Gymboy scowled. “That is a thought that has been planted in our heads,” he said, “and we must weed it out. By what right does that King on his Throne own our land? Who gave it to him? Or did he just take it? Has he ever been here? Has he ever taken an old and wretched villager by her dying hand, and blessed her? Has he ever smiled at the face of a new born infant, and laughed along with its giggles? No. He has done none of these things, and neither did his ancestors. What they did in the beginning was take a plan of this land, a rough sketch if you need to know, on which there were few details, and they decided it was theirs. As simple as that. And, it being theirs by their own claim, they and future generations of royals can give it to those they believe have earned a reward, like the soldier who possessed but one arm, the fiend who raped a widow during the hours he was here! It is my belief that the king didn’t have much fondness for the Jackiss bully, and therefore rewarded him with lands that were many days march away from the castle in which he sits on his Throne, just to keep him at bay. But he returned to the king, and that was his doom.”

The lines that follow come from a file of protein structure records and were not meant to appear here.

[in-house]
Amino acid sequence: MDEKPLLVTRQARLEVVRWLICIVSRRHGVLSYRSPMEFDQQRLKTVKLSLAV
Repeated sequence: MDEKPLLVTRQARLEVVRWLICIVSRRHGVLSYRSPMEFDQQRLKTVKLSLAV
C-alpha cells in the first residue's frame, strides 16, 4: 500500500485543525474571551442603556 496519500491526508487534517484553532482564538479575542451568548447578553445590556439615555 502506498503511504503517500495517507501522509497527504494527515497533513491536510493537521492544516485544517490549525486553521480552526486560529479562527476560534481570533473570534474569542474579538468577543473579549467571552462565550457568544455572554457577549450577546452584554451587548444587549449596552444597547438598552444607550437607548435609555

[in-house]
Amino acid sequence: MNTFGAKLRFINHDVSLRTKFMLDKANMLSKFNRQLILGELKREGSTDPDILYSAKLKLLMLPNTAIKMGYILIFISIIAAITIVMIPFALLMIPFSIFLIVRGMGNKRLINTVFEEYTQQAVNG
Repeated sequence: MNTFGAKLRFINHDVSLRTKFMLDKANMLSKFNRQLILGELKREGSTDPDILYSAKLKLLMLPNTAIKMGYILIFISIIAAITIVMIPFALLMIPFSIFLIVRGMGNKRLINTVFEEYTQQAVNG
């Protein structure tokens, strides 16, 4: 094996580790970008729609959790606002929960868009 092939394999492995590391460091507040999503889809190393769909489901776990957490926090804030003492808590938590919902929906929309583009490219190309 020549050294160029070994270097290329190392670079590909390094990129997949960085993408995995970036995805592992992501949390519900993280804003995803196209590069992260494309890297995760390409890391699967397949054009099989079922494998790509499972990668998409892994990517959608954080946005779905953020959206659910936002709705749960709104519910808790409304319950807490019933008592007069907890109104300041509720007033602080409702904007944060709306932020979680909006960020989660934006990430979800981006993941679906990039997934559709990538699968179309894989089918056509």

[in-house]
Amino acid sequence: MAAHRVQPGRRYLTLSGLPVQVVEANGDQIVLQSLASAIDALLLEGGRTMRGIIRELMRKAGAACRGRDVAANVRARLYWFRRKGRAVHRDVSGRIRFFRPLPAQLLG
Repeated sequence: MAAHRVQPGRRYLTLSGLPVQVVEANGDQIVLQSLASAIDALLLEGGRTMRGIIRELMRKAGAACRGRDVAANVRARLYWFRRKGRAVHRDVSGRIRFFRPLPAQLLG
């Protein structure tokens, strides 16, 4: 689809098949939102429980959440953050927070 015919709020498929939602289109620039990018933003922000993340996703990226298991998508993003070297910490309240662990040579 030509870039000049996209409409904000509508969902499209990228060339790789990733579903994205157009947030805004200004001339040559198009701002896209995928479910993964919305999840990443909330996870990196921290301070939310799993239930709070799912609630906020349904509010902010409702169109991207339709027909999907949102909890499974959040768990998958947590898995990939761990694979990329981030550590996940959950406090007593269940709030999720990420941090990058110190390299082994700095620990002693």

“So why is the King coming with a warlike army to wage war on us and our homesif the land was given to a toady?” asked Orglin.

“The story is one of dark deeds,” replied Gymboy, “for it seems that the bully took one of the King’s wives one night and used excessive force on a woman who was still a virgin, and in his dark passion he stilled her heart and silenced her mouth. That would have been an evil deed, but the King, as punishment, sent the same Jackiss to fight in a war where he lost his arm. On his return he was rewarded with our lands for his valour because of victory and the loss of an arm, but something must have occurred between them. What I understand is the one-armed villain is returning here to lick his wounds, not with the force he would have wanted but with a strange selection of non-military men and a queen disguised as a widow!”

“So there are two forces against us?” quailed Withwort. “Pray, Gymboy, what chances do we have?”